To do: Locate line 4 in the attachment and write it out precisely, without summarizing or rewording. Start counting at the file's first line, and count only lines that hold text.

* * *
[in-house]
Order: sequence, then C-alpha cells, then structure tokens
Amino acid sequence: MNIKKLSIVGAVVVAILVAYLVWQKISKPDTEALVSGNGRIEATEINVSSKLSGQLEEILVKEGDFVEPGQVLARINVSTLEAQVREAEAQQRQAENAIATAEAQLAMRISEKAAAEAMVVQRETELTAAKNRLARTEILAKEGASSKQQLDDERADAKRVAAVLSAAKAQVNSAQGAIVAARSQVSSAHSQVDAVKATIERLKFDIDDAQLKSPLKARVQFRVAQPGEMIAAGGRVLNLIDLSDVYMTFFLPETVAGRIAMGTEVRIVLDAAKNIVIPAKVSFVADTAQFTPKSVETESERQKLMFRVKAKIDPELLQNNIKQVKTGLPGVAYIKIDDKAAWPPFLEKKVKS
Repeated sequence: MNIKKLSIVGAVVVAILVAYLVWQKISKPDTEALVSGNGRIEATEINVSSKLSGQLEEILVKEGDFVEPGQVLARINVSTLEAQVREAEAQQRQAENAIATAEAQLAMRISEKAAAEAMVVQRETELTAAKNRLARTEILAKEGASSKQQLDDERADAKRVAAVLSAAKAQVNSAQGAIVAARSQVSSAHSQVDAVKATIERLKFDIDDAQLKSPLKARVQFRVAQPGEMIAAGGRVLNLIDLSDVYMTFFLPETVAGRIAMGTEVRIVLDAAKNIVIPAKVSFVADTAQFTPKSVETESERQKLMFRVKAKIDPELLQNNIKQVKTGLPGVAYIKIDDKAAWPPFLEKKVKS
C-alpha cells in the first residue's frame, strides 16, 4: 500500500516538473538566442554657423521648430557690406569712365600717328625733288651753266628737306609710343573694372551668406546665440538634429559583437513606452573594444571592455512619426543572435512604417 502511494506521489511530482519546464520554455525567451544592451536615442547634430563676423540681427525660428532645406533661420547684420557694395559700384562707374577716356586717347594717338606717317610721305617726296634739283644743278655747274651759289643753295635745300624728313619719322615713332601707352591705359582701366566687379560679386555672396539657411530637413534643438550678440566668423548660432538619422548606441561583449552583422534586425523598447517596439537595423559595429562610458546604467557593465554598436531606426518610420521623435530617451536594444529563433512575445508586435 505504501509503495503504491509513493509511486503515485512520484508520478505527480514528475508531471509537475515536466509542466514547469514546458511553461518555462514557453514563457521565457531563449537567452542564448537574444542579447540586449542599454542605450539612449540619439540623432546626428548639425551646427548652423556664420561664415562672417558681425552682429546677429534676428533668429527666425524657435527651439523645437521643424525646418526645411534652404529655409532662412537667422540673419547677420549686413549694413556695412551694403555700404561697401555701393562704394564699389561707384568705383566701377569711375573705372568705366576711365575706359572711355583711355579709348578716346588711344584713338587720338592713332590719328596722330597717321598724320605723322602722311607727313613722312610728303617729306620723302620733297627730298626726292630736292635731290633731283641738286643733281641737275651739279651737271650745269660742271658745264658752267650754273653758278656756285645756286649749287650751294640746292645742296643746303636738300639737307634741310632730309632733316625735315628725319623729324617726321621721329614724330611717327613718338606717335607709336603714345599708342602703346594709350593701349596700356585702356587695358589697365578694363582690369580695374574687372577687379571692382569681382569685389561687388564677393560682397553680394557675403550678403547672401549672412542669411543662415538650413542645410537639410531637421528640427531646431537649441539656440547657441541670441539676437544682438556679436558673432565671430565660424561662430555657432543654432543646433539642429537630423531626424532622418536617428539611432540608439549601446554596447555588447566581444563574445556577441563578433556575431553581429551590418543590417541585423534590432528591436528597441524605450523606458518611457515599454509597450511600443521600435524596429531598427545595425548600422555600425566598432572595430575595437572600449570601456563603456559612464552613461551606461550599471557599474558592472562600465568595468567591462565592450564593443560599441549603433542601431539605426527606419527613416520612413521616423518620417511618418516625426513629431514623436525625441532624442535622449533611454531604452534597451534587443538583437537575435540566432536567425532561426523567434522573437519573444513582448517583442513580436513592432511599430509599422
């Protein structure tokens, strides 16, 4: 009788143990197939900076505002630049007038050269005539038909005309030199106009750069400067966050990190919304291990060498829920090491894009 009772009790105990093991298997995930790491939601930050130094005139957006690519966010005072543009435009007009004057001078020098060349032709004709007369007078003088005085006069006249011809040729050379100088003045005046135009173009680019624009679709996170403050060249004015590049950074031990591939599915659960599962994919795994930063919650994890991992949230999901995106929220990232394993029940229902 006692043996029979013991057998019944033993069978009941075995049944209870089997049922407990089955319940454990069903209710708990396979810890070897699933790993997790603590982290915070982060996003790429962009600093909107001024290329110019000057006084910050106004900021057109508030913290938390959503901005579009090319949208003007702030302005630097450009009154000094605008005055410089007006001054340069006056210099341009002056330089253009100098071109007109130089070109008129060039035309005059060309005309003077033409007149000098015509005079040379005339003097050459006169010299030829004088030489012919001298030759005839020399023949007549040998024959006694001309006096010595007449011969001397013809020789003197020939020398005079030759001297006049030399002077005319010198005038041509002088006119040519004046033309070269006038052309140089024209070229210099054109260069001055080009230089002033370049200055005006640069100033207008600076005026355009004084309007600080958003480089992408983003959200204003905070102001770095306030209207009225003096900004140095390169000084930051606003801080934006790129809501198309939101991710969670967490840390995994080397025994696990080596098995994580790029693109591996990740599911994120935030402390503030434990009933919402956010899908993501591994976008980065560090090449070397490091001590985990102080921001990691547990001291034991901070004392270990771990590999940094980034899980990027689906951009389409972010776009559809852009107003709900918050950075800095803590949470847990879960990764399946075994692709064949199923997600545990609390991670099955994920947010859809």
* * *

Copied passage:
Repeated sequence: MNIKKLSIVGAVVVAILVAYLVWQKISKPDTEALVSGNGRIEATEINVSSKLSGQLEEILVKEGDFVEPGQVLARINVSTLEAQVREAEAQQRQAENAIATAEAQLAMRISEKAAAEAMVVQRETELTAAKNRLARTEILAKEGASSKQQLDDERADAKRVAAVLSAAKAQVNSAQGAIVAARSQVSSAHSQVDAVKATIERLKFDIDDAQLKSPLKARVQFRVAQPGEMIAAGGRVLNLIDLSDVYMTFFLPETVAGRIAMGTEVRIVLDAAKNIVIPAKVSFVADTAQFTPKSVETESERQKLMFRVKAKIDPELLQNNIKQVKTGLPGVAYIKIDDKAAWPPFLEKKVKS